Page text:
Many, MANY questions will have to be answered during this week’s practices. Such as:
What has happened to the Wolverine punting game? Matt Wile is NOT the same punter who was a weapon for Michigan in the past two seasons. He is ONLY averaging 32.2 yards per punt (the 51-yard boot in the opener was made by Kenny Allen, not Wile).
And when opposing return yardage if factored into the equation, it’s just a hair over 30 yards, meaning the defense must face a shorter field to defend – a bad things on ANY level of competition. That’s a liability and a contending team cannot have such liabilities.
I’m not sure what solution is available. Colleges can’t pick up players on a waiver wire, or concoct a trade. You play with what you’ve recruited.
Sometimes kickers/punters are like relief pitchers in baseball – good one year and horrendous the next and no one can explain why. Three years ago, UM fans thought Brendan Gibbons couldn’t hit the broad side of a barn six inches away. Now, he is considered a fairly reliable three-point when he attempts a field goal (of course, as was par for the course, he missed his only try against Akron).
So things CAN change …
Where is the depth, in running back, people thought existed after the first two games?
Other than Gardner running out of the pocket when no receiver was available (as opposed to a pre-called quarterback option run), senior Fitzgerald Toussaint is the ONLY rushing option, and everyone – in the stands, in the press box and on the opposing coaching staff – knows it. The Akron game should have been one of those tryouts to see who would be in the Wolverine Running Idol finals.
No one made the grade and, because of circumstances, no one was invited to the audition. So will it happen at UConn this Saturday? Who knows and that question MUST be answered prior to the start of conference play.
Why can’t Michigan get any pressure on the opposing quarterback – either from the front four or linebackers? The Zips did not have the same size advantage this week as Notre Dame possessed last week, yet Akron, bouncing around like kangaroos, made Michigan look slower than “zippers” in a blizzard.
Either through better effort, or a re-crafted scheme, there MUST be consistent pressure on the opposing quarterback, or it WILL be a long, and unsuccessful, season. Hopefully the impending return of Jake Ryan, Michigan’s best pass rusher last year, will make things feel all better.
I’m sure many Michigan followers believed the Wolverines might well fall to a certain team from Ohio, but not THIS particular team. And all those churning stomachs in the stands had to feel as if their lunch was about to reappear in the most painful of manners. It was the type of game that induces involuntary vomiting; when it ends, you fell like a jockey, trying to make weight, just stuck his fingers down YOUR throat.
But the same fans, pointing fingers at problem areas for Michigan, need to take stock of what happened. First, some respect needs to be given to Akron; the Zips played with more passion and Bowden was the lead cheerleader. His defensive coordinator, former NC State head coach Chuck Amato (who spent 18 years as defensive coordinator with Bowden’s daddy, Bobby, at Florida State and has gotten rid of those ridiculous sunglasses he wore on the sidelines for the Wolfpack), did a whale of a job of forcing Michigan out of its comfort zone.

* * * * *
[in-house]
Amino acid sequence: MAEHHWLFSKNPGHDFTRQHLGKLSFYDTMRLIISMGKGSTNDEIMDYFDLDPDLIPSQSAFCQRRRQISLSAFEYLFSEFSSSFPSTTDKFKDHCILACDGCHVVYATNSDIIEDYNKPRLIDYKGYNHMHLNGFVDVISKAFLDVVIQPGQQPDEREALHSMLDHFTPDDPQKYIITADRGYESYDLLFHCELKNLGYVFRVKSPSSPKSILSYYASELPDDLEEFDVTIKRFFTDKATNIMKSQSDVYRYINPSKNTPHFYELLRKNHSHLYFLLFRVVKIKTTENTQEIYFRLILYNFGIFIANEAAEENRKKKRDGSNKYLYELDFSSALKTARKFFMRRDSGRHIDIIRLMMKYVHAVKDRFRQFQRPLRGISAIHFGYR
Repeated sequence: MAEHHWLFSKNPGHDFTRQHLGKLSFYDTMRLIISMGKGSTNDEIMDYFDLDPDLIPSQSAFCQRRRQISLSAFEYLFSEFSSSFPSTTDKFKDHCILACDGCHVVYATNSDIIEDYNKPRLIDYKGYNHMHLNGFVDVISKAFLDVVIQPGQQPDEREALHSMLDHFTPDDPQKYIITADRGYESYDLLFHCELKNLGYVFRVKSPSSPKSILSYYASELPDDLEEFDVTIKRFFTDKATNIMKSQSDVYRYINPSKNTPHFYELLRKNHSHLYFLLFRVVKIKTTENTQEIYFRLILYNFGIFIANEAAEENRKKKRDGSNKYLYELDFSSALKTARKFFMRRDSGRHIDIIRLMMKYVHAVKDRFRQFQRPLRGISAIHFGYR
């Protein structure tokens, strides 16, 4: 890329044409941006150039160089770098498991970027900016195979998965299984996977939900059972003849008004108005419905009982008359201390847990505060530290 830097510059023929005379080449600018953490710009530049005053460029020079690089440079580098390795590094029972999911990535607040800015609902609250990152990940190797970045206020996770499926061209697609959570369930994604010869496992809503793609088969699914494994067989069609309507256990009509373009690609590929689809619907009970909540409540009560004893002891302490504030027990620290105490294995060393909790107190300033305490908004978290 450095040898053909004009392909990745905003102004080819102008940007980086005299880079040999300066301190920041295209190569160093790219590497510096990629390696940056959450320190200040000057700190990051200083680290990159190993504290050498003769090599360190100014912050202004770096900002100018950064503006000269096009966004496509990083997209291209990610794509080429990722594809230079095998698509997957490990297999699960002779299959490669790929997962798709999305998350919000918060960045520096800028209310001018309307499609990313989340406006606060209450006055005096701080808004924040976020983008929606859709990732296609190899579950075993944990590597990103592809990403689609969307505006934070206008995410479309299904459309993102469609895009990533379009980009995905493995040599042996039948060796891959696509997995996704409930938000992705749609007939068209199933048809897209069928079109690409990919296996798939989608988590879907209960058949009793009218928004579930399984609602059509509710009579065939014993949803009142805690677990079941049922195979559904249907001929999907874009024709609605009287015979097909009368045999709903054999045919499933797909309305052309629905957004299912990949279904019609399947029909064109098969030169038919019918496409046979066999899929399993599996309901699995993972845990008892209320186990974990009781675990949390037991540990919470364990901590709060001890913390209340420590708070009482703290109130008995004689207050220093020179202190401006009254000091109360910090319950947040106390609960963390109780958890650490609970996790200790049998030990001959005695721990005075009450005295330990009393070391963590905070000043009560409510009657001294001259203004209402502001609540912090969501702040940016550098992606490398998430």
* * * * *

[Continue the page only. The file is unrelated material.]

When your top three tacklers are secondary/safety people, it’s not a good thing, and when it was on offense, Akron constantly burned UM’s corners in the person of Zach D’Orazio and L.T. Smith. Poor Raymon Taylor was burned worse that a slice of rye bread in a cheap toaster.
When a third down stop was needed, Michigan only responded half the time (Akron converted 9 of 18 third-down situations, and actually ran more plays from scrimmage than Michigan).
Now … after ALL that has been said, written and spoke, there is a bottom line not given proper due – Michigan WON! In 2012, Notre Dame played most of its games looking like a bad Irish stew, outplayed at least half of those victories.
But … they were victories, not losses. This goes into the scorebook as a win and that IS what counts at the end of the day. What would you really do – win ugly or lose ugly? THAT answer is obvious to a blind man.
It was also a bad 24 hours for the Big 10 Conference; all but one of the schools previously ranked in the top 25 fell in the polling. Ohio State, blessed its’ cheatin’ little heart, remained at number 4, but all but one of the first-place votes went to defending national champion Alabama (and one vote for the Day-Glo mello yello Oregon).
Nebraska, up 21-3 over UCLA (at home), surrendered the final 41 points of the game and slinked out of the top 25. It’s just rewards for donning terrible uniforms (black tops in front of a crowd yelling “Go Big Red!”).
Along with Michigan’s debacle (resulting in a drop of four spots to 15th), Wisconsin looked bad in Tempe, falling to Arizona State; Penn State lost at home to Central Florida; Washington beat Illinois in Chicago’s Soldier Field; and Purdue lost an early lead and fell to Notre Dame, 31-24.
And based on strength of schedule, no Big 10 team defeated any team that could generously be called “quality.” The vanquished opposition, for those conference teams winning Saturday, consisted of Youngstown State (them Penguins), Bowling Green (ugliest colors in college football), Iowa State (perhaps the worst team in the Big 12, along with Charley Weis-led Kansas), California (NOT a Pac-12 powerhouse), Western Illinois and Western Michigan (I thought westerns were dead).
As said, it was NOT a red letter day for the Big 10.